Former All Blacks Andrew Mehrtens believes introducing timekeepers and shortening halves to 30 minutes of effective play could solve the issue of time-wasting in rugby.
His comments came in the wake of last week’s controversial ending to the Rugby Championship between Australia and New Zealand in Melbourne.
The Wallabies were left seething after French referee Mathieu Raynal sparked uproar controversially penalised fly-half Bernard Foley in the closing stages of the game, reversing a penalty he had initially awarded to the hosts.
Raynal pinged Foley for time-wasting as the Wallabies No10 was about to kick the ball into touch with 80 minutes on the clock and Australia leading 37-34 at Marvel Stadium.
The All Blacks were instead awarded a scrum five metres out and Jordie Barrett crossed in the corner for a 39-37 win to deny Australia the Bledisloe Cup.
Raynal’s decision was branded as ‘disgraceful’ and infuriated Australia, with coach Dave Rennie said he had ‘never seen a call like that, at any level’.
Wallabies skipper Nic White told the referee he had ‘cost them the Rugby Championship’, while Foley denied he was deliberately wasting time, insisting he could not hear the referee due to the noise inside the stadium.
And Mehrtens believes an overhaul of how time was monitored in rugby is long overdue, suggesting the sport should ensure the ball was effectively in play for the duration of each half.
The game clock stops in rugby for injuries and decisions referred to the television match official, but continues to run when the referee orders a scrum reset.
Conversely, AFL games, for example, last far longer than 80 minutes to ensure that the ball is effectively in play for 20 minutes in each of the four quarters.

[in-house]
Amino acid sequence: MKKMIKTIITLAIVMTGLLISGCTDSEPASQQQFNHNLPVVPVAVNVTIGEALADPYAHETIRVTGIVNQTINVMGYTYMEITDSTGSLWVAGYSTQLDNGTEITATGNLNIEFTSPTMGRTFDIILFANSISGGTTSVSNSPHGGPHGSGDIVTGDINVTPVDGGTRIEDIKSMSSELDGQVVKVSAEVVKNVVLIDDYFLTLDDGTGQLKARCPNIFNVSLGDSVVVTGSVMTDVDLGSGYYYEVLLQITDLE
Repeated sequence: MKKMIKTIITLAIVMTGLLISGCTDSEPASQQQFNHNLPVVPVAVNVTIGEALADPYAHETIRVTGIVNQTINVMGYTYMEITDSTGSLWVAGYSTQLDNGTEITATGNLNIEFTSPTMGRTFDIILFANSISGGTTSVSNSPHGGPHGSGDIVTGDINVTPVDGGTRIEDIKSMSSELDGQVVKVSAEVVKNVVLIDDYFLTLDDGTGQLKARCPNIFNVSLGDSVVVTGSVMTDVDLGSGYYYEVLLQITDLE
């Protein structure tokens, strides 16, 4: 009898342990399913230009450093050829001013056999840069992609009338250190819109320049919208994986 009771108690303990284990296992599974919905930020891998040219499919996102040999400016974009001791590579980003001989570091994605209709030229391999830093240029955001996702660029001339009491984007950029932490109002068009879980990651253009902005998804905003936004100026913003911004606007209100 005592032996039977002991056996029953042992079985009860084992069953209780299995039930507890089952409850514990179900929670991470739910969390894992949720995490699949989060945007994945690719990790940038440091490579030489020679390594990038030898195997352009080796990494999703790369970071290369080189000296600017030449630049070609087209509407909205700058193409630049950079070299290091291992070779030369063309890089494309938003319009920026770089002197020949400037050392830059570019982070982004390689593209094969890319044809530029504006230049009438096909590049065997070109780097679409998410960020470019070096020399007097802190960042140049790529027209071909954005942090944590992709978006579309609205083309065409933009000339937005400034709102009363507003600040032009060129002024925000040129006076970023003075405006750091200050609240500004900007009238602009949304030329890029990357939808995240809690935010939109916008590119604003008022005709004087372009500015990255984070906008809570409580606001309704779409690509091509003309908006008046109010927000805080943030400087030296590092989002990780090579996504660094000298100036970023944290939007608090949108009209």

‘If you start stopping the clock here and there the game is going to blow out to a much longer spectacle than we’ve currently got,’ Mehrtens told The Breakdown on Sky Sport New Zealand on Sunday night.
‘So make the halves 30 minutes each, and stop the clock every time there’s a scrum set. The professional timekeeper re-starts it when the ball is played at the back of the scrum.
‘If there’s a try, you stop the clock there and you don’t restart it until the kickoff’s taken.
‘If you bring it down to 30 minutes a half, you’ll still get effectively the same amount of time for people at the stadium and you’ll get a much higher proportion of the ball in play.’
The 49-year-old, who won 70 caps for the All Blacks during a stellar career, suggested rugby should take a leaf from other sports and implement official timekeepers.
‘Look at tennis. One of the ways that players can slow tennis down in between points, in particular at the service,’ he said.
‘Now they have got a countdown, I think they’ve got 30 seconds from the end of one point to getting the serve hit at the next point.
‘It’s taken out of the umpire’s hands. There’s a clock and you have to work to it. As a sport [rugby] could a little bit more professional about it.’
Meanwhile, Rugby Australia has written to World Rugby to formally complain about ‘overbearing officials’ in the wake of last week’s controversy.
Rugby Australia said their letter to the sport’s governing body was not specifically about Raynal’s decision, but more generally about ‘the state of the game today and the overbearing nature of rules and officials’.
‘It’s not unusual, we’ve been lobbying World Rugby for some time on this,’ a spokesman added.
The All Blacks and the Wallabies meet for the second Bledisloe Test in Auckland on Saturday, with the New Zealand needing a win to clinch the Rugby Championship.
New Zealand and South Africa lead the table with 14 points each, with the All Blacks on top with a 13-point better differential than the Springboks, who host Argentina in Durban later on Saturday.